Photo: Katie Panzer
Tate Roskelley is a rare breed. You’re more likely to see him riding his bike backward down a stair-set or manualing a chain than you are to see him in a skate park. Despite all of his abnormalities, this Utah native has his feet firmly planted in the professional BMX industry with his own signature frame, the Volume Drifter, and mind-blowing full-length video parts and online-edits with companies like Volume and Demolition. To quote one pleased fan on one of Roskelley’s edits, “Tate’s riding makes me smile because nothing he does is actually possible.” When SLUG photographer Katie Panzer and I met up with Roskelley for a shoot and an interview, smiles were one thing that were not in short supply.
SLUG: How did you end up riding for Volume?
Tate Roskelley: Rob Wise, who was a big part of Volume at the time, asked me if I would be interested in riding for them. I was riding for Fit, who was arguably one of the most popular companies at the time, so the team was really stacked. I decided that it could be a really good opportunity to be a part of something a little different. Also, Jason Enns and Brian Castillo, two of street riding’s most progressive riders, have been with Volume since day one, so that also helped a little.
SLUG: You have this distinct riding style that sets you apart from other riders. Why don’t you just ride parks and handrails all day?
Roskelley: I never was gifted to do all the regular tricks. I grew up in Morgan, and there was nobody that rode up there at all, so I just rode by myself growing up, and I think that probably had a lot to do with it. The first dudes I saw ride street were Gonz and Ratboy, and that just opened my mind as to what riding could be, and ever since, I’ve been a street rider.
SLUG: What is your thought process when you approach a new spot?
Roskelley: I guess it really depends. Basically, my ideas come really fast, like right when I get to a spot, an idea will pop into my head, but maybe one out of 20 ideas actually work. Usually something you don’t see all the time appeals to me more, like weird architecture and stuff that you usually wouldn’t ride. The weirder the better, I guess you could say.
SLUG: How did you come up with the “superbike slide”?
Roskelley: I was playing around in a parking lot once, and I was trying to ride under some tape. I was just trying to carve lower and lower, and one of the times I kind of hit my pedal and it locked into a slide for like a split second, and ever since I’ve just been playing with it.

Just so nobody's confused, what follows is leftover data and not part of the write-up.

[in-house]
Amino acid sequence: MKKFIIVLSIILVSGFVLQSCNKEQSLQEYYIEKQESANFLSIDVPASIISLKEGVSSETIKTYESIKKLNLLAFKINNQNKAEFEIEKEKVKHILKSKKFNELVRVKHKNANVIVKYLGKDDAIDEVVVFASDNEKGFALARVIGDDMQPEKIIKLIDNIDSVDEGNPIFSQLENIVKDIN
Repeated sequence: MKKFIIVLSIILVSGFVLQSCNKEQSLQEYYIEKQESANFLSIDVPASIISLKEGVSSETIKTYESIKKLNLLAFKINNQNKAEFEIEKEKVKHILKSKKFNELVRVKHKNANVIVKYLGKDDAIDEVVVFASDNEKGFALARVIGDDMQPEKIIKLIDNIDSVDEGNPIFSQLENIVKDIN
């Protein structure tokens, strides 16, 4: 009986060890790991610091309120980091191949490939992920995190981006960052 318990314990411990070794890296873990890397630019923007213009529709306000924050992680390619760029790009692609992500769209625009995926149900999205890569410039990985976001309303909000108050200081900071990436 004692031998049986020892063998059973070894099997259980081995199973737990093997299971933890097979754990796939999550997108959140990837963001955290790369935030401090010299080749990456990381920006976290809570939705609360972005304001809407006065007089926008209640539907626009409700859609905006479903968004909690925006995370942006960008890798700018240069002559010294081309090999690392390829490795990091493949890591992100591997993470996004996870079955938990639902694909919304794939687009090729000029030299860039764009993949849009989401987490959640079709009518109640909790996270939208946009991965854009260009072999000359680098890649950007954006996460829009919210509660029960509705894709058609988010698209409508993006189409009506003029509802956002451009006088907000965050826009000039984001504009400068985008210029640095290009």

SLUG: You once rode your bike under a moving semi truck?
Roskelley: Yeah, it was actually for “That’s It,” my first video part. One of the tricks I’d wanted to do forever was ride under a moving semi ’cause I’d been riding under them in parking lots just kind of fucking around, and I finally got one of my friends to film it. It took forever, and nobody wanted to film it ’cause they thought I was going to get run over, and finally my friend Ben Williams filmed it. We went to 12th Street in Ogden at the Flying J, and we just were waiting for trucks to come by. I wanted to do it when they were coming around the corner and were speeding up to go down the road. Ben said to me, “Dude, don’t do it that way. I’m not going to film it if you do it that way. Do it as they’re coming up to the stop sign.” I finally agreed to it, and when I did it, I was actually under the semi for a lot longer than I had thought I was going to be, like the back tires caught up, and so if he didn’t make that call, I don’t know, I could’ve been run over by a semi. Yeah, definitely a good call on his part.
SLUG: Starting out, did you ever get any flak from people for riding outside the norm?
Roskelley: It seems like people were either into it or they hated it. It was kind of polarized, I guess. Now it just seems like there’s a few people that, every time I put something out, they want to talk shit on it because I’m not doing the kind of shit they’re trying to do to get sponsored. I’d rather do it my own way, I guess.
SLUG: Whom do you usually ride with these days?
Roskelley: Elf, Cameron Wood, Aitken, Dave Thompson, Richard Fox, Nick Flex, Rob Wise, Greg, Skyler, everyone at Capilli’s house, Ben Williams, Matt Beringer, Tucker and the list could keep going. That’s why I like it here.
SLUG: Does music get you stoked to ride? Is there a staple band or genre that you generally listen to?
Roskelley: Yeah, it plays a big role. It can really help with the visualizing aspect, which is very important in any sport. As for a staple genre, I would say no. Anything that is good can do
SLUG: Any words of wisdom for up-and-coming riders?
Roskelley: Probably just be you. I never thought I’d be where I am right now. I was always just having fun, and before you know it, if you’re just doing it for the right reasons, having fun, I think it will work out for anybody.